Space Cadet Julie Püttgen, reporting for duty, once again, as ever, ad infinitum, et cetera, et cetera, a-cha-cha-cha, Amen. Space Cadet Julie Püttgen assuming responsibility for this tomato plant in a too-small pot, this bumblebee stuck against the mudroom window, this mummified parsnip at the back of the refrigerator drawer. Space Cadet Julie Püttgen accompanying Space Monster One and Space Monster Two for their morning sortie into the woods. Monsters accompanying the Space Cadet, barring any unanticipated deer encounters. Space Cadet Julie Püttgen learning what it truly means to be a cadet of space, a devotee of space, an explorer of the spaces between, around, and through everything. Space Cadet Julie Püttgen Learning that to be a consort of space is to be at home anywhere there’s space, i.e., anywhere. At least in theory.
The practice I am doing these days involves learning to be a Space Cadet, and also a Water Cadet, an Earth Cadet, a Fire Cadet, and an Air Cadet. It involves inviting all the wisdom beings of each of these families to come transform me into a fierce, dancing, flaming, westernized embodiment of what they know, and what I have been struggling to learn. I call out the sound of each family – Yoo hoo! I’m here! I’m here with all my strength and all my crazy, and I could sure benefit from the wisdom of all Space everywhere, all Water everywhere, all Earth everywhere, all Fire everywhere, and all Air everywhere, as I attempt to transition into being part of the solutions around here. As I attempt to see what’s real in beings. As I attempt to turn said crazy into compassion and wisdom.
Space Cadet Julie Püttgen has been up to all kinds of stuff that’s looked a little bit like, What...? Because there’s not been one clear aggregate to emerge from it. Chaplain-painter-meditator-therapist-dog wrangler-teacher… what? It takes a long time to we’ve a lot of complexity together, there’s always the possibility that the whole thing will fray and collapse into a pile of knots and burrs. The Hasidic story of the Clever Man and the Simple Man used to haunt me. Clever Man learns metalsmithing, dressage, weaving, and beagle-ballet, and in each case excels beyond what anyone could possibly imagine. Then he moves on to something else. Who cares if I can engrave the entire Torah on the back of this topaz? I’m out of here, and it’s on to Acro-Yoga training in Costa Rica for me. Simple Man, meanwhile, is a terrible cobbler. You can’t count on him to make a flip-flop, let alone a pair of them, but he’s delighted for everything he does, and by the scrapey poverty he and his wife and their sixteen-going-on-seventeen children live in together. I could be wrong, but my memory of the moral of the story is that while Clever Man has it all wrong, Simple Man has it going on.
I don’t actually buy either of these dudes as a model. Simple Man’s delusion doesn’t appeal or resonate, and Clever Man’s A-type dissatisfaction feels like a bitter motivation. When I move from one thing to another, delusion and dissatisfactions are certainly somewhere in the mix, so also are curiosity and a sense of deep calling. I have no idea why I have to do this, but I have to do this. Not to be the best at it, but to let whatever it is enter into this Space Cadet and work its changes. I didn’t used to know this, but it can be very liberating to be bad at something, and stick with it. Aikido training brings this possibility to me, over and over again. Who knows if I’ll ever earn the medieval skirt that comes with the first grade above Total Pipsqueak? Who knows if I’ll ever go beyond that? Just showing up to see how that practice works its changes on me is enough. Just learning not to fear failure, Learning how to show up with the possibility of success, and also the great likelihood of winding up yet again in a self-confused tangle of limbs.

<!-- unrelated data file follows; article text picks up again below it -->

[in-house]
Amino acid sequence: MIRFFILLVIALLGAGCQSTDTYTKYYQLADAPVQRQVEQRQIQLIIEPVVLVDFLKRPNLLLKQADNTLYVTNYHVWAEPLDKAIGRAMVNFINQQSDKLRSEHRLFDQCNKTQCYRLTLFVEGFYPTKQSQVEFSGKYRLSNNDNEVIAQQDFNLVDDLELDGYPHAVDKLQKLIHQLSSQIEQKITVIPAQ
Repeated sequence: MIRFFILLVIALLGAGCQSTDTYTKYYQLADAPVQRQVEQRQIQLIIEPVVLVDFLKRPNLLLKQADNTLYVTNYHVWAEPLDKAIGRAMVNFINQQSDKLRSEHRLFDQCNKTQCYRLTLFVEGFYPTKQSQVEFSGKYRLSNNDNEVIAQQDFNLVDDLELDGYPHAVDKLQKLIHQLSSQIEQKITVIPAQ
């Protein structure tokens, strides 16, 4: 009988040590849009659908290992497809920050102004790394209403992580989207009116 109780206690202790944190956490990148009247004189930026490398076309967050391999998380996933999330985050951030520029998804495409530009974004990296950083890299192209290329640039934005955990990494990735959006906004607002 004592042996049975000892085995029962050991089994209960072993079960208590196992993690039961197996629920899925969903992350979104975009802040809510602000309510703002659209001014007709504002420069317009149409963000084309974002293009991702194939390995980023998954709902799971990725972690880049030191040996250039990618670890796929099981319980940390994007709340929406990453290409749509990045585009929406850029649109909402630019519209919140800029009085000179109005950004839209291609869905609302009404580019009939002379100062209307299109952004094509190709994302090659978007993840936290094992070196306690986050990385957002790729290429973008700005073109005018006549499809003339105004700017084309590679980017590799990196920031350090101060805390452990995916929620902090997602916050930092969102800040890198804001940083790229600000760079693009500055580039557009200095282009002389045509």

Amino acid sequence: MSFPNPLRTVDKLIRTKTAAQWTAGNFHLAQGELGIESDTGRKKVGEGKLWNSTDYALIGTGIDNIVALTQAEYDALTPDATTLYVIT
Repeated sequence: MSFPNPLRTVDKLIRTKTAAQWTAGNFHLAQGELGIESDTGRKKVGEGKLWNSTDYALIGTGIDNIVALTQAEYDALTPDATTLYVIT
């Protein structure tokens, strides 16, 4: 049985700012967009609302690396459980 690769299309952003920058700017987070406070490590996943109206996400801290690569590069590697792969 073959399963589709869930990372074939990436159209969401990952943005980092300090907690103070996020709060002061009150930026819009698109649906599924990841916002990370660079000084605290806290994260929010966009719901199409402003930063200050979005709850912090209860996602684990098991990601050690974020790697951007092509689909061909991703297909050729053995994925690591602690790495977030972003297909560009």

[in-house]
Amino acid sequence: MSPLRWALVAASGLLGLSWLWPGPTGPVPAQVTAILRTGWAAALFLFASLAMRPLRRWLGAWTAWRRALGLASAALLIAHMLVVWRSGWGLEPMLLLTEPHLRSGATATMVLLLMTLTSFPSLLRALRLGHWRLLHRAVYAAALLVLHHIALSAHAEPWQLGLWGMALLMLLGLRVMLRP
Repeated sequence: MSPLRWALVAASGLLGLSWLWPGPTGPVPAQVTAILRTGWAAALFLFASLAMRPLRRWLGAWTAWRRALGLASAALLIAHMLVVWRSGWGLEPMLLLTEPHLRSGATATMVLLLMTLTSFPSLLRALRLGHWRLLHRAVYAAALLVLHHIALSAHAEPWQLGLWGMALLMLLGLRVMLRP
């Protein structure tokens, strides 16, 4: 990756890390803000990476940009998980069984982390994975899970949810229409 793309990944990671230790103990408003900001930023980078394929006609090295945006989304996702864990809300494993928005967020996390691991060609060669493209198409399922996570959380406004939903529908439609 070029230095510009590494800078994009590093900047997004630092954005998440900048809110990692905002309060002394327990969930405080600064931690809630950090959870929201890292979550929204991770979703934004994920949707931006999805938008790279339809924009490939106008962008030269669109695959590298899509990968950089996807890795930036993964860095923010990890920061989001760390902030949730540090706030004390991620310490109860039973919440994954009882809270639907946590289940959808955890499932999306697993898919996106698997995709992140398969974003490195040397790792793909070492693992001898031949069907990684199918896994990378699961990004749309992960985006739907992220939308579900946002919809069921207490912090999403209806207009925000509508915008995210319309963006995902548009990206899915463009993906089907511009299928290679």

“Space Cadet” has a connotation of cluelessness and confusion, of groundlessness and lack of a plan. We here in the USA frown upon that sort of thing, think it weak, see only contemptible, effeminate lack of rigid strength. But Buddha family, whose element is space, is anything but weak in its liberated form. Its motto might be, Less prep, more presence. In the absence of a super-detailed plan, space knows it’s possible to respond clearly, to initiate appropriately, to turn confusion into panoramic understanding of a whole situation. Space Cadet doesn’t attach fixed names or qualities to itself or others. It sees the balance of things, stacks them just so, and sends them flying on to their next destinations. Space Cadet can’t fail, because there’s no task available for evaluation. Process keeps rolling, and Space Cadet rolls with it.
There’s a point in psychodrama work where each of the players de-roles from whatever they’ve been carrying in the group dynamic. I am no longer Your Mean Mom, I am Julie! The director flutters a scarf overhead, and the spell is dissolved. I am no longer Mindfulness, I am Fred! Whoosh! The role goes with the ritual, and we find ourselves clean again, and stronger for having been able to hold a particular energy without becoming it in any fixed way. I think this ritual would be a valuable addition to any household or workplace. Okay, I’ll be your Adversary, That Bitch, for just the time it takes to work through this dance in this safe space… And now, whoosh! I am no longer That Bitch, I am Julie. We could let each other off the hook so beautifully: from pretending that we should refrain from the dramas that arise in us; from disowning them; from staying caught in the roles we need each other to schlep along, year after year.
Space Cadet Julie Püttgen delights in opening the cages of so many roles that might otherwise have languished in the dungeons of the unallowed.
Julie Püttgen is an artist, expressive arts therapist, and meditation teacher.
108 Names of Now